• work4rmhomemom Feb 19, 2011

    I found a new job and told them GOODBYE within a few months of discovering their "family friendly policies". As most of the other posters have commented; it is REALLY about whether or not you put your kids first. They can take this study and shove it.

  • work4rmhomemom Feb 19, 2011

    Because I did very occasional freelancing on the side, I was able to take the experience, go out and find a job within 2 months.
    Now that my chidren are school age (my son goes to middle school next year, and daughter to 4th grade), I have never thought twice again about staying at home. I realize THAT decision actually puts us all in a vulnerable position (if my husband were laid off, we wouldn't have insurance, and would have to use our savings; plus retirement is only being built from 1 income).
    The kids are very healthy save an occasional cold; and all but 1 of the employers that I've had have been always gracious to allow my to work from home or take a day off if the kids were sick. There was one large triangle healthcare company (that is actually listed as 1 of the top family friendly employers)that actually WASN'T gracious about it. They had it written into your performance reviews if you had "unplanned health related absences". I found a new job and told them GOODBYE with

  • work4rmhomemom Feb 19, 2011

    " is important that we are aware of the costs and benefits associated with a mother’s decision to work.”

    Decision to work? Are you kidding me? With widespread unemployment, food inflation, gas at $3.15 a gallon and companies still laying off in RTP? In this day and age, one could say it is dangerous to a child's well being for a parent to make the "decision" to stay at home.
    I should know. I stayed at home with my children when they were younger (when my daughter was born, and my son was 2 1/2). Did that for 2 years.....until the day my husband came home and announced that he'd been laid off. The boss even thought it would make my husband feel better to tell him he was one of the more junior folks in the office, so they laid him off because they thought he could bounce back the best.
    However, looking back, I believe that we were lucky - the event made us "layoff" pioneers, ahead of the curve and massive layoffs that happened over the past few years. Because I di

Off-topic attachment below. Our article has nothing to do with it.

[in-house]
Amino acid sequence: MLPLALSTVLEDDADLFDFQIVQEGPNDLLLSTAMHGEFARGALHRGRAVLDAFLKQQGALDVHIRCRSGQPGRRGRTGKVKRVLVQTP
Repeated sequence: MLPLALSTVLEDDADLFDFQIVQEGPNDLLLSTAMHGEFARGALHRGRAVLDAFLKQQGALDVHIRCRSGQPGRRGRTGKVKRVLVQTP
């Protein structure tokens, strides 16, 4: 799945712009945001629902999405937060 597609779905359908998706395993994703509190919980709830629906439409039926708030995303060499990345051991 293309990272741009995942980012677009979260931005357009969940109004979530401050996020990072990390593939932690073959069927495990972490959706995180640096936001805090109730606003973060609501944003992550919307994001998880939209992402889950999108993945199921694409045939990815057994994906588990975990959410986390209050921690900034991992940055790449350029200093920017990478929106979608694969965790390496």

• jaymelinda Feb 18, 2011

    You can find data to support anything --- the fact that the result impacts "working mom guilt" just makes it headline-worthy. As a working mom of 3 (who all seem pretty healthy so far), I'm not realy that concerned about this (or about any of the tens of others of "studies" that condemn working while your kids are young.)

  • mamathaagra Feb 18, 2011

    The method used in this study is data mining. I'm sure you could mine and also find 3 endpoints which would be worse for stay at home moms, but that doesn't mean that their children would have been better off if they worked. You probably need twin studies where one twin was adopted by a stay at home mom and one was adopted by a working mom and then follow them for 10 years to see which twin group did better!

  • mwiggs2 Feb 18, 2011

    I totally agree with Twittyfan!!

  • cmk617 Feb 18, 2011

    As a working mom with two healthy kids, I think this report is flawed. My children spent some of their preschool years in daycare and some at home and they were generally healthy. I had lots of problems breastfeeding, even with extensive help from lactation consultants. I breastfed my youngest far longer than my other child, yet she has a peanut allergy and other food allergies. Go figure. We all do the best we can for our children. I do not believe there is a direct corellation here.